Earlier this year I wrote about the vile plans for Willen House in Bath Street, Moorfields, and how a horrible coating of dull grey paint will soon be covering a truly unique 20th Century building.
Well, just around the corner, in an area that forms part of a conservation area, there is another building that earlier this year succumbed to the slate grey treatment. I had noticed that scaffolding had been erected around it last year and I simply thought it was being cleaned. It used to look like this (pics from Google streetview):
But no, today it looks like this:
I have often wondered if the name of the building is in some way related to the clever Georgian artist and satirsist James Gilray. I hope not, because this is no laughing matter. The delicate details are now hard to see. It has been sloshed over with what looks like a layer of thick soot, slathered across the whole building all the way up to the top where only the new addition on the roof, which looks like a spaceship, is a unpainted.
I am saddeneed at the grey-washing of the 'deco-esque' upperfloors which continues across the elegant metal windows, previously highlighted in Barclays Bank blue which sang out against the pure white walls and contrasted with the creamy-coloured faeince tiles of the streetlevel banking hall. The whole clearly showed how the architecture in the 1920s morphed from pretty decorative styles into the simplicity of the Bauhaus. The building not only housed Barclays Bank for almost a century, but it was also originally a Post Office with offices above for Royal Mail employees.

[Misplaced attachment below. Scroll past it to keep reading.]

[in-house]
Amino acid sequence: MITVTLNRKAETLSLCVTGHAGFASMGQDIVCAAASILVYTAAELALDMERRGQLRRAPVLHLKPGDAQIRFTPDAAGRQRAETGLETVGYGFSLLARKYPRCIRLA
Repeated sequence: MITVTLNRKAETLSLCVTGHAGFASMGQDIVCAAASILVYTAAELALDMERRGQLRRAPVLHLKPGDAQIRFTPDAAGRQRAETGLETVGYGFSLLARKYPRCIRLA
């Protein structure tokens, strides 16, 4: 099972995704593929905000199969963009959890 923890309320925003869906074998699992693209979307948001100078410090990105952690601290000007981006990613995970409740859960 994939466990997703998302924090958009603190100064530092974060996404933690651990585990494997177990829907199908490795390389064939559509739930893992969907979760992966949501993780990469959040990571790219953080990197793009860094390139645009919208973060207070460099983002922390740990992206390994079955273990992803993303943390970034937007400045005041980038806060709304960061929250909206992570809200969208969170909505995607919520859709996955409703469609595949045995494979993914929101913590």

About 8 years ago, the building was renovated and cleaned and I understood at that time that an application had previously been made to add anther storey or two to the top and this had been rejected due to this being in the Moorfields conservation area, although they did allow another floor to be added, but it was not visible from street level – notice how the buildings on this West side of City Road are all relatively low level in comparison to the high rise modern monoliths on the other side that, incidentally, have generated a nasty wind tunnel, especially problematical as you approach Old Street from East Road. I wonder if the energy created by these manmade howling gales here, and elsewhere where other ridiculously tall buildings have been constructed, could somehow be harnessed to exacerbate the forthcoming fuel bills. And what happened to that idea about gym running machines as generators? Anyway, I digress...
Conservation areas are clearly pointless. They do little protect the buildings from greedy developers keen to cut corners and make a quick buck. But I notice here at Gilray House that the horrid light-absorbing shades of dullsville on this East-facing site has done little to tempt in new leasehoolders – most, if not all of the building, is standing empty. A big shame all round.
This building and Willen House feature on my Art Deco Shoreditch walking tour.